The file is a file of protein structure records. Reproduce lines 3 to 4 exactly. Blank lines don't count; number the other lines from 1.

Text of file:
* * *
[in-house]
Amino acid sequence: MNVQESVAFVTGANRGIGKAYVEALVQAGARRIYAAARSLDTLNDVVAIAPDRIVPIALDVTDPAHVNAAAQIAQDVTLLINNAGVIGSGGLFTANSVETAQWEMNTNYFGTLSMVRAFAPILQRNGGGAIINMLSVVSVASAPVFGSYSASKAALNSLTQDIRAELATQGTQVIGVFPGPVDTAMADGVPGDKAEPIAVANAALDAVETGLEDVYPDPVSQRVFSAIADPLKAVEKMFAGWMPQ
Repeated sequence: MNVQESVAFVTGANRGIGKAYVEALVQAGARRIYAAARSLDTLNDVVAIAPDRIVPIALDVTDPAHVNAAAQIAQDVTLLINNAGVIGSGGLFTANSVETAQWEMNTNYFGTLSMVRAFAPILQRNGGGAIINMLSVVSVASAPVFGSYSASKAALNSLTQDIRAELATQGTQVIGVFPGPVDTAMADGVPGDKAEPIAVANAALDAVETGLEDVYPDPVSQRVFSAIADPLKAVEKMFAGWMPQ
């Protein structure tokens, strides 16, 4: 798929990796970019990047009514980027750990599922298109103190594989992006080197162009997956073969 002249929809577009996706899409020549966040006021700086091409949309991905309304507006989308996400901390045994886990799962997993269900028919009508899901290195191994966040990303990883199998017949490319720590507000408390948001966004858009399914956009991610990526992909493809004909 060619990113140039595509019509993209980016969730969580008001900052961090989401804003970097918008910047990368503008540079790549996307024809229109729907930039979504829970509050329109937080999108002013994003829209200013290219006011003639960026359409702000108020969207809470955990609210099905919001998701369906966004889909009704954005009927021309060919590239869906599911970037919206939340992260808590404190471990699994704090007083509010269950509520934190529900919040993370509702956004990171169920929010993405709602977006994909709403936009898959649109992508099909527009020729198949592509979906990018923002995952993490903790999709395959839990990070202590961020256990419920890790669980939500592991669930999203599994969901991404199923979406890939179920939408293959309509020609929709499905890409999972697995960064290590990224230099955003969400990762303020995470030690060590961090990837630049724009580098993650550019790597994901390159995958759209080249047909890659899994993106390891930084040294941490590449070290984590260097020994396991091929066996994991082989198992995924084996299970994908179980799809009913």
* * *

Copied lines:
Repeated sequence: MNVQESVAFVTGANRGIGKAYVEALVQAGARRIYAAARSLDTLNDVVAIAPDRIVPIALDVTDPAHVNAAAQIAQDVTLLINNAGVIGSGGLFTANSVETAQWEMNTNYFGTLSMVRAFAPILQRNGGGAIINMLSVVSVASAPVFGSYSASKAALNSLTQDIRAELATQGTQVIGVFPGPVDTAMADGVPGDKAEPIAVANAALDAVETGLEDVYPDPVSQRVFSAIADPLKAVEKMFAGWMPQ
């Protein structure tokens, strides 16, 4: 798929990796970019990047009514980027750990599922298109103190594989992006080197162009997956073969 002249929809577009996706899409020549966040006021700086091409949309991905309304507006989308996400901390045994886990799962997993269900028919009508899901290195191994966040990303990883199998017949490319720590507000408390948001966004858009399914956009991610990526992909493809004909 060619990113140039595509019509993209980016969730969580008001900052961090989401804003970097918008910047990368503008540079790549996307024809229109729907930039979504829970509050329109937080999108002013994003829209200013290219006011003639960026359409702000108020969207809470955990609210099905919001998701369906966004889909009704954005009927021309060919590239869906599911970037919206939340992260808590404190471990699994704090007083509010269950509520934190529900919040993370509702956004990171169920929010993405709602977006994909709403936009898959649109992508099909527009020729198949592509979906990018923002995952993490903790999709395959839990990070202590961020256990419920890790669980939500592991669930999203599994969901991404199923979406890939179920939408293959309509020609929709499905890409999972697995960064290590990224230099955003969400990762303020995470030690060590961090990837630049724009580098993650550019790597994901390159995958759209080249047909890659899994993106390891930084040294941490590449070290984590260097020994396991091929066996994991082989198992995924084996299970994908179980799809009913």